Sergio Corbucci (December 6, 1927 – December 1, 1990) was an Italian film director. He is best known for his very violent yet intelligent spaghetti westerns. He was for a long time considered an exploitation director, but has now attained a vast following and is easily compared to Sam Peckinpah or Sergio Leone.
He is the older brother of screenwriter and film director Bruno Corbucci.
He started his career by directing mostly low-budget sword and sandal movies. His first commercial success was with the cult spaghetti western Django, starring Franco Nero, the leading man in many of his movies. After Django, Corbucci made many other spaghetti westerns, which made him the most successful Italian western director after Sergio Leone and one of Italy’s most productive directors. His most famous of these pictures was The Great Silence, a dark and gruesome western starring a mute action hero and a psychopathic bad guy. The film was banned in some countries… read more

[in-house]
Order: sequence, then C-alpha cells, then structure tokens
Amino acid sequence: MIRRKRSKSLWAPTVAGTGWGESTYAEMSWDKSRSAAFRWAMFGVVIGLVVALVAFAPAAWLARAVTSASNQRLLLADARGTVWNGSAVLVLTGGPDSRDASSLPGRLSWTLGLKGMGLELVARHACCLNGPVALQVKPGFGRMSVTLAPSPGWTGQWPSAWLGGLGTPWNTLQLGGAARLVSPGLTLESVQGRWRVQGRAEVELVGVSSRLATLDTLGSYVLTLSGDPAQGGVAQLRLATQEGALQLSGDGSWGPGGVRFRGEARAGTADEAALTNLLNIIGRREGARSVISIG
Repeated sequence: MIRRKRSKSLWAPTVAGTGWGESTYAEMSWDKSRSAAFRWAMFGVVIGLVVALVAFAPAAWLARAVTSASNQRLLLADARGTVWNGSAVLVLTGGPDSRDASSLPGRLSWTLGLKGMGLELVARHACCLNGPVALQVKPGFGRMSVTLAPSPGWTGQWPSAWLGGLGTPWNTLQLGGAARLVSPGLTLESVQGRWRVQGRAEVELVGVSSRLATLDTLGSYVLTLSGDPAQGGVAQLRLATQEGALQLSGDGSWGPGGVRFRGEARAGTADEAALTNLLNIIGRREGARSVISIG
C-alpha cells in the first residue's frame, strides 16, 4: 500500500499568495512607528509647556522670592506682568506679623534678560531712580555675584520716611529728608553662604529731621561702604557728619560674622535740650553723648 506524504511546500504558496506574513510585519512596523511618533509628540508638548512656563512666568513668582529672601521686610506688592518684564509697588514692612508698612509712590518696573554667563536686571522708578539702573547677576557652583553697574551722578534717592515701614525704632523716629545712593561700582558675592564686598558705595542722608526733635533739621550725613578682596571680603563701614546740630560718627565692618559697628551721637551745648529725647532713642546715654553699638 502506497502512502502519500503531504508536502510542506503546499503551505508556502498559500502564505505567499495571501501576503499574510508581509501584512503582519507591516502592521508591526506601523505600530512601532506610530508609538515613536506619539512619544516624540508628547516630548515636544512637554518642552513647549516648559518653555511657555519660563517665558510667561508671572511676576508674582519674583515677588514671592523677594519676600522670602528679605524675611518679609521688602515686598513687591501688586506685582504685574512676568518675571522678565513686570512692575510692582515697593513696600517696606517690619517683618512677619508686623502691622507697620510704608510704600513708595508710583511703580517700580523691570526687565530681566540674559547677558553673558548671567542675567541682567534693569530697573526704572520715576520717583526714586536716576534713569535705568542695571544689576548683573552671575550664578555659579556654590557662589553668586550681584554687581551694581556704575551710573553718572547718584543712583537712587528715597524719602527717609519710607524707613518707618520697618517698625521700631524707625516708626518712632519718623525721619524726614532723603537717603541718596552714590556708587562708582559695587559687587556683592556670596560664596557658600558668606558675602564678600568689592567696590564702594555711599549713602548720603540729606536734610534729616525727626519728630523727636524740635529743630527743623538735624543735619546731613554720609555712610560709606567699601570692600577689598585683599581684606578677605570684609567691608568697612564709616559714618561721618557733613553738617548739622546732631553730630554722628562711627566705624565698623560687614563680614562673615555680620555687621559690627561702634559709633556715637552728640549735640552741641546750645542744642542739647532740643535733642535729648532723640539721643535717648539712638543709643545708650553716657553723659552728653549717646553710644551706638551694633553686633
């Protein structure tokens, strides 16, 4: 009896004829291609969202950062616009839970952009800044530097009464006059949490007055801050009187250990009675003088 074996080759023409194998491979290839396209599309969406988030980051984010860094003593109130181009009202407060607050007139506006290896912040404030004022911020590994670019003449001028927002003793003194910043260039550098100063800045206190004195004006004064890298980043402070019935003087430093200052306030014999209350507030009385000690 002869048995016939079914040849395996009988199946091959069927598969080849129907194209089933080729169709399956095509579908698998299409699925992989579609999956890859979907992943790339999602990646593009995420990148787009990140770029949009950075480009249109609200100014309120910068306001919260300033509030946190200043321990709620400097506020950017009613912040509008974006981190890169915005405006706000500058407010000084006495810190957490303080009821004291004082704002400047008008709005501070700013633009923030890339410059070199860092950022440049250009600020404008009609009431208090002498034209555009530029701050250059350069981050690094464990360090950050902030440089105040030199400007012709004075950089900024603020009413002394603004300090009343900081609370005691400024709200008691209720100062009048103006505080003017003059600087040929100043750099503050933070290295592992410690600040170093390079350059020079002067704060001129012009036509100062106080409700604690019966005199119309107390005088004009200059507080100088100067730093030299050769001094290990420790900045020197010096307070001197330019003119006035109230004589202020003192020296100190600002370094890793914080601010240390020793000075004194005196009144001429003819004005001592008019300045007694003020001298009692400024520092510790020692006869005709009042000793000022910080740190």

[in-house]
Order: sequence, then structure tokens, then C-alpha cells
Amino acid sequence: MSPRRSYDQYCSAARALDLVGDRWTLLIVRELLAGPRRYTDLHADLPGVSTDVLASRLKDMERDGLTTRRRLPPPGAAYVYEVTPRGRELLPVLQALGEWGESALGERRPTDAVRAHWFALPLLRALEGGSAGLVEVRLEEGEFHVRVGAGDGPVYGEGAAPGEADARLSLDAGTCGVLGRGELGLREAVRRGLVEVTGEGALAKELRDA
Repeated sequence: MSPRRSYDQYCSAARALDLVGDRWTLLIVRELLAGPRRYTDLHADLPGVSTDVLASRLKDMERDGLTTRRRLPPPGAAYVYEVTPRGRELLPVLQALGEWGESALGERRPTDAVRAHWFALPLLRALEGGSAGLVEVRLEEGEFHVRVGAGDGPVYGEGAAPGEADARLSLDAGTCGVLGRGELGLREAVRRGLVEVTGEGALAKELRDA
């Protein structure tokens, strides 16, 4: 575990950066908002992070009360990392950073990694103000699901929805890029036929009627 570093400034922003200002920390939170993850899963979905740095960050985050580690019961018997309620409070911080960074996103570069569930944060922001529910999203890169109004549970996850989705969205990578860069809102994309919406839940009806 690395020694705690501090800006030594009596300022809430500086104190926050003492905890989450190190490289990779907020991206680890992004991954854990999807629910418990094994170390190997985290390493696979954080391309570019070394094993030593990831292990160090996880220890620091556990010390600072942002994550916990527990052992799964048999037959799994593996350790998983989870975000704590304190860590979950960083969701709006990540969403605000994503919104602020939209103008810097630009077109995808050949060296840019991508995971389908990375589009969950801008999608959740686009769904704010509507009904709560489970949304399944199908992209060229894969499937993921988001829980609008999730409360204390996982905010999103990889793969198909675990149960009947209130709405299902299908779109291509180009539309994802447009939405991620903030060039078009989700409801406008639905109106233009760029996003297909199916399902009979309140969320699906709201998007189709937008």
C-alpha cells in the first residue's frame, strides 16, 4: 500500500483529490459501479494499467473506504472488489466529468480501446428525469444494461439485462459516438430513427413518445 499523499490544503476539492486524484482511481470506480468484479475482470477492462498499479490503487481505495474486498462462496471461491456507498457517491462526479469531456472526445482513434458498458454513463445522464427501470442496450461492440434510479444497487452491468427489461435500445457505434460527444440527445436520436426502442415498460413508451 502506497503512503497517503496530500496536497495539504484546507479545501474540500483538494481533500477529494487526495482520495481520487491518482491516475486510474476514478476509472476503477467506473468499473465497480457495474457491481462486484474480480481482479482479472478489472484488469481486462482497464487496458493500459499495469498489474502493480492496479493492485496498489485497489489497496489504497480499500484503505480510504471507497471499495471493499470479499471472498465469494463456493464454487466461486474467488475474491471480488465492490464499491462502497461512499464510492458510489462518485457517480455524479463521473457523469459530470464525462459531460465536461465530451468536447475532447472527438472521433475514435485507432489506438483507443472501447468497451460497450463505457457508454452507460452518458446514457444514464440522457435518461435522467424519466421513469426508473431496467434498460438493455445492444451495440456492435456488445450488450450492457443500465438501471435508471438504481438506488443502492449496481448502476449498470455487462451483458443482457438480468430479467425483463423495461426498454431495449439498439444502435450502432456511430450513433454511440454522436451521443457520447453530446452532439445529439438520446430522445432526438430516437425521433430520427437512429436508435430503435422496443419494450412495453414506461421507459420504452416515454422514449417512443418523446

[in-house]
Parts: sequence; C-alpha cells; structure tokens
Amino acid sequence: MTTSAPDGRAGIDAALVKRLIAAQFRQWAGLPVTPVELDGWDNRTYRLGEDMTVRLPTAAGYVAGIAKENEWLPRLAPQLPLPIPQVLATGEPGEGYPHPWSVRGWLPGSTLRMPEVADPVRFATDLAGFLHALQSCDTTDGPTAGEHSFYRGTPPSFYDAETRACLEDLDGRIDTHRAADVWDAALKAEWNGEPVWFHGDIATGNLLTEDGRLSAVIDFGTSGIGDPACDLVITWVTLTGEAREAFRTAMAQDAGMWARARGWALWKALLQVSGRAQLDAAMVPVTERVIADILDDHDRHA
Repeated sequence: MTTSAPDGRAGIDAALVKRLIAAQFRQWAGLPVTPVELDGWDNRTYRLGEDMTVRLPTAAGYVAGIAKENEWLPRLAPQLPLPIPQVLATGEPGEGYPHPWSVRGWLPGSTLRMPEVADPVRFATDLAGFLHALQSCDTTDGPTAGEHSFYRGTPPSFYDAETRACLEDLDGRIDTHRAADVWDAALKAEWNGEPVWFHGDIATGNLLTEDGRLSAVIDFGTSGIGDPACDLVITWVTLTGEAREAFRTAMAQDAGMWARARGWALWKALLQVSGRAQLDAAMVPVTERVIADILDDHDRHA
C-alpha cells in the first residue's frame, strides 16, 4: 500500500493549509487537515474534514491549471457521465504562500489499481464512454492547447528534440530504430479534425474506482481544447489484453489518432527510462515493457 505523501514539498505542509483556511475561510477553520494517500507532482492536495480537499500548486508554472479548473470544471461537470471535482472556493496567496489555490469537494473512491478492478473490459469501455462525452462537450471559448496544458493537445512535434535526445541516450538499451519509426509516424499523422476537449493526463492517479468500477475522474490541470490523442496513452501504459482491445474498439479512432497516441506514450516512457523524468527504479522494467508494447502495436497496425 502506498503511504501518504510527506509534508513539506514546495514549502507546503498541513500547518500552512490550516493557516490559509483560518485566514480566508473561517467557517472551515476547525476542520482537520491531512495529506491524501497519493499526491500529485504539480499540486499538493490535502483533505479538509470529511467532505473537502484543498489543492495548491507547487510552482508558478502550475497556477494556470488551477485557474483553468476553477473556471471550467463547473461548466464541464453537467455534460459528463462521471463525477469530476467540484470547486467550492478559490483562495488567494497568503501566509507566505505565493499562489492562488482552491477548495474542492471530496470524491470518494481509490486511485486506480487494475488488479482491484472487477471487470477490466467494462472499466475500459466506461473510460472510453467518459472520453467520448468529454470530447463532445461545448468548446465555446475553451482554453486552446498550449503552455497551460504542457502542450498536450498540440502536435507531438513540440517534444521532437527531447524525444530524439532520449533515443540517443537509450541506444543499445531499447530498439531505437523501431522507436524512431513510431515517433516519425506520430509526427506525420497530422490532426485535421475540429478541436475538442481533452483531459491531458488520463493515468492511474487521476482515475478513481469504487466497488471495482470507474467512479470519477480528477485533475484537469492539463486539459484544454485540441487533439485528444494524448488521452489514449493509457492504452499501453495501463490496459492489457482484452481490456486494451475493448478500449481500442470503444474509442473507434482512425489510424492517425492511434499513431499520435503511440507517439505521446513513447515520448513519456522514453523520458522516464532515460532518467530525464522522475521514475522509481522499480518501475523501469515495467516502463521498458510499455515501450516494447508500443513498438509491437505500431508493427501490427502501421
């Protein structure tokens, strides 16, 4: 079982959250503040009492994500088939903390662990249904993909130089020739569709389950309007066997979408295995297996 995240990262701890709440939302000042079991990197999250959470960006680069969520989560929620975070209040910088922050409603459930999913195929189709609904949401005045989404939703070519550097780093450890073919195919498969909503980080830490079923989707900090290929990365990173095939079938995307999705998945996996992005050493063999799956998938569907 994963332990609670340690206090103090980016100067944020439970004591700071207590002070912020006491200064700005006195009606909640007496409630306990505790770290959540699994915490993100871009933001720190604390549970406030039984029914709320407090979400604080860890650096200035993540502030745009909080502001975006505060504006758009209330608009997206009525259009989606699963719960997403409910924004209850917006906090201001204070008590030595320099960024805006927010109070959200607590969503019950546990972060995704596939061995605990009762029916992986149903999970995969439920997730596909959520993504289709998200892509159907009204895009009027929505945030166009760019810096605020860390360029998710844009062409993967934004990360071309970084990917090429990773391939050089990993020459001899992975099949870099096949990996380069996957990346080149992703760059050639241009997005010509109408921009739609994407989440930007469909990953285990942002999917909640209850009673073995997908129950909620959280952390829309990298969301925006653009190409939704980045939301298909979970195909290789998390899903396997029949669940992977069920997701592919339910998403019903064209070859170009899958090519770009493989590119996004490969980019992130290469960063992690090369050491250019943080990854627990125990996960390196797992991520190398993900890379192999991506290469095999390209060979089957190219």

Corbucci steals straight outta Leone's playbook -- familiar-sounding Morricone tune, chaotic neutral drifter, dramatic foreground/background juxtaposing, macho close-ups, hints of psychosexual dysfunction, alternate cooperation & backstabbing as comic relief -- without grasping the elusive Leone coolness. The Tuco/Goldie stand-ins' one-liners lack snap; the escapes lack danger. Jack Palance's bird is a consolation.
Corbucci seems to have a bigger budget here than in his previous westerns and he does not waste it-it is one of the most entertaining Italian westerns partly due to the great cast. Milian steals the film but Nero is also a lot of fun, Fernando rey adds class to the film and Palance is actually quite demented. The theme song by Morricone is in my opinion one of the catchiest themes he ever did. I personally think only The Great Silence is a better Corbucci film.